NEW YORK — The prospect of a Macy’s replacing the Marshall Field’s flagship on State Street has left a bad taste in the mouths of many Chicagoans.
“Marshall Field’s is an institution to Chicago,” said Bill Smith, a major State Street real estate developer. “I personally would hate to see it rebranded.”
That rebranding, of course, would be extremely attractive to the retailer’s new owner, the Federated Department Stores. Converting the Marshall Field’s flagship into a Macy’s, as it has done with other regional players such as Lazarus, Rich’s and Goldsmith’s, would be a huge leap in visibility in the Midwest for Macy’s and a major entry into Chicago.
“For any company it would be a huge coup,” said Camille Julmy, vice chairman of Chicago-based brokerage house U.S. Equities. “It’s a great piece of real estate and it’s a great store.”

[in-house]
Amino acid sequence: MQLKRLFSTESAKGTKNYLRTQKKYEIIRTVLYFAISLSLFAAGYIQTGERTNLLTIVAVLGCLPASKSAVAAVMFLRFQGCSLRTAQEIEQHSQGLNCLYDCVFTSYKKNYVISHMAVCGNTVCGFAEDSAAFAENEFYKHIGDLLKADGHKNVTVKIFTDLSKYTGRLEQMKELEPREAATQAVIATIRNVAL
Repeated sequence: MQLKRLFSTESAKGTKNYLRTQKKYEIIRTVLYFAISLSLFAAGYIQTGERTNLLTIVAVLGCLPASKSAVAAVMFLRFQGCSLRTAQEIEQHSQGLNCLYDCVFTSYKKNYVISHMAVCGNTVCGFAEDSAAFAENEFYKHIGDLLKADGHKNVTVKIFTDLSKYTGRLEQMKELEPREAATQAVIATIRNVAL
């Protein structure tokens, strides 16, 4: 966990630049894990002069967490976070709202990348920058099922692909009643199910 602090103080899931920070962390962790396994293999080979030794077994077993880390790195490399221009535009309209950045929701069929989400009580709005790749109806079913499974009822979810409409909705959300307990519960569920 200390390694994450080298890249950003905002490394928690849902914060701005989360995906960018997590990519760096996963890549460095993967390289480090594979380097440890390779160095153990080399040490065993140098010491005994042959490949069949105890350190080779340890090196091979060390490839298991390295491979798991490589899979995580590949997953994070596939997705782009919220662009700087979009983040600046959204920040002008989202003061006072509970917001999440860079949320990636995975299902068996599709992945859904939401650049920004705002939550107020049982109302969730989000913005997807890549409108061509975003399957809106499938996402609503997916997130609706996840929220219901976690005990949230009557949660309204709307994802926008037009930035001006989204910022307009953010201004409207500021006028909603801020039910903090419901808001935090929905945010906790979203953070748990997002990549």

It would be tough to find locals happy about it.
“It’s not that Macy’s has a bad name in Chicago, it doesn’t,” said Greg Maloney, president and chief executive officer of Jones Lang LaSalle Retail and a native Chicagoan. “But Marshall Field’s is State Street. It has credibility, history and a lot of intangibles that we connect with.”
But Chicagoans hope changing the identify of their beloved store may not be so simple. The nine-story property, at 111 North State Street, was built in 1892 in neo-Renaissance style. Inside the store, a 6,000-square-foot atrium designed by Louis Comfort Tiffany covers the largest Tiffany mosaic in the world. In May last year, Chicago’s landmarks commission granted the building a preliminary landmark designation. If it receives a full designation, changing the property will become difficult.
“The idea that the property could be converted, redeveloped or torn down would be a virtual impossibility,” said Smith.